However, anywhere boasting this level of grandeur has to have the odd ghost or two to entertain the guests.
Over the years, staff working at the Cadw site have seen a little girl in a white bonnet, and a ‘man and a boy’ in one of the bedrooms. Perhaps the most famous ghost tale is that of Dr Dick.
A young doctor with a ‘highly nervous temperament’ who, having failed to save Robert Wynn’s wife, son, and unborn baby after an accident, fled into the darkness of the complex chimney system and was never heard from again.
Aston Hall, West Midlands
This imposing red-brick Jacobean mansion was built in the 1630s. Its very first resident, Sir Thomas Holte, was a particularly ruthless character who soon went about building up a powerful store of death and tragedy.
He started off by murdering his cook while in a violent rage. He also imprisoned his daughter for 16 years until her death after she fell in love with one of the servants.
Other spectral inhabitants include Holte’s houseboy Dick who was so terrified of his master that he hung himself. And a ‘green lady’, who is thought to be his housekeeper.
The building was badly damaged during the English Civil War so don’t be surprised if you also see some ghostly Royalist soldiers hanging around, too!
After all, several members of the Royalist garrison were murdered here after Parliamentarian troops seized the building. There’s even a cannonball hole in the staircase as a reminder of the hall’s violent past.
Treasurer’s House, York
Founded in 71AD by the Romans, York has a particularly rich and fascinating history. And this picturesque house just behind York Minster in the centre of the city has some strong psychic connections indeed to that time.
But it’s beneath the house you’ll have to journey if you want to witness the spectral evidence for this.
Down in the cellar there’s a reportedly haunted Roman road along which visitors have seen marching Roman military phantoms. These may well be some of the oldest known ghosts on this list!
Edinburgh Castle, Scotland
Looming high above the Scottish capital, the imposing fortress of Edinburgh Castle is perhaps the most obvious place to go ghost hunting in Scotland, if not the world.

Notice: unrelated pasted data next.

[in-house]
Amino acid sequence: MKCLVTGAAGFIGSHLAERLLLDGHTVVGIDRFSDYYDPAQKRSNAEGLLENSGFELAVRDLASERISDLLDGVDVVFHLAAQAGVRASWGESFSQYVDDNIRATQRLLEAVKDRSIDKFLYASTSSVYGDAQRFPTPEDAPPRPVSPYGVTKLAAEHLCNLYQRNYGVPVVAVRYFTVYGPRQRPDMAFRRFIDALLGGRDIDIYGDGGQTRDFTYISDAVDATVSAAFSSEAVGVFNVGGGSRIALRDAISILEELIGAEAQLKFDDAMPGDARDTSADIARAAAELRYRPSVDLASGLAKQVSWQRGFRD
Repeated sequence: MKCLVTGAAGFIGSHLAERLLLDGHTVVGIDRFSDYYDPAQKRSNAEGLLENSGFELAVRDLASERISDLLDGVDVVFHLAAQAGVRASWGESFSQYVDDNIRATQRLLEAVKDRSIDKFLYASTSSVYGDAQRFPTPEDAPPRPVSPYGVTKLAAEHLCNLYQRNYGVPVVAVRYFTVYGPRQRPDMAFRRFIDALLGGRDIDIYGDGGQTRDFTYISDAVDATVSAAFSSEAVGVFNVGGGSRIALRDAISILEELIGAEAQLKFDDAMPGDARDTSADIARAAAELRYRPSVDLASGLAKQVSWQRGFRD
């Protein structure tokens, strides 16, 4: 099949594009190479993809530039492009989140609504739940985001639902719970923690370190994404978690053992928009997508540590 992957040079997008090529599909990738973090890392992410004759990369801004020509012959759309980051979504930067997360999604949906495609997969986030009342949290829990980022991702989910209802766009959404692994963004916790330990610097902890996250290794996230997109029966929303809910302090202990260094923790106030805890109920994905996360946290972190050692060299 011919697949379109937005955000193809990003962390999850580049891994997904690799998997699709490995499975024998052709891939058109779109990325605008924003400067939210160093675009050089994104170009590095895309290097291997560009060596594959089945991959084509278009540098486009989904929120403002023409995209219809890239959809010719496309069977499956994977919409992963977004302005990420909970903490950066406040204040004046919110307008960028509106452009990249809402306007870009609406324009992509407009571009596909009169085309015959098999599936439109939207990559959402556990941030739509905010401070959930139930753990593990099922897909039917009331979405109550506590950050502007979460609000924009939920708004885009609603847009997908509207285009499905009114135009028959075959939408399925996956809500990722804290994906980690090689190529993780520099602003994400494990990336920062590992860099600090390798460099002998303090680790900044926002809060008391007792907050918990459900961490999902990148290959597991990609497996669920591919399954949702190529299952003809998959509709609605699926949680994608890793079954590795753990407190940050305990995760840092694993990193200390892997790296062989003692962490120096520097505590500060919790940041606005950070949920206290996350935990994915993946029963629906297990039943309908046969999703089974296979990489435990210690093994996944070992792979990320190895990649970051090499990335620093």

Just some of the numerous paranormal reports include the ghosts of former prisoners in the dungeons, a lonely young boy playing the bagpipes, and a rather grisly headless drummer on the battlements.
Fortunately, most people have just heard the sound of his lonely drumming!
Springhill House, County Londonderry, Northern Ireland
A rather sad ghost tale hangs over the pretty 17th Century plantation house of Springhill in Northern Ireland.
Tormented by her husband’s suicide, the kindly spirit of Olivia Lenox-Conyngham is said to have a particularly fondness for children and chooses to only appear during the day. A friendly ghost indeed!
Don’t go ghost hunting without campervan insurance
When setting off on a ghost hunt you’ll need to be well prepared to visit some mysterious but out-of-the-way places.
From lonely forests and moors to quaint villages and busy towns you’ll need to be well prepared for anything the real, and not so real, worlds can throw at you.
Exploring the realms between this world and the next can be a lot of fun. But you’ll want the team of insurance specialists at Motorhome Protect to keep your campervan well covered if you encounter something truly unexpected.
Cover from our panel of leading insurers can come with many benefits including:
- Cover for up to 365 days a year
- Cover for your campervan while you’re converting it
- Up to £3,500 of cover for your camping personal effects
- Value up to £150,000
- Consideration of all claims and convictions
Get a campervan insurance quote from Motorhome Protect today.
Policy benefits and features offered may very between insurance schemes or cover selected and are subject to underwriting criteria. Information contained within this article is accurate at the time of publishing but may be subject to change.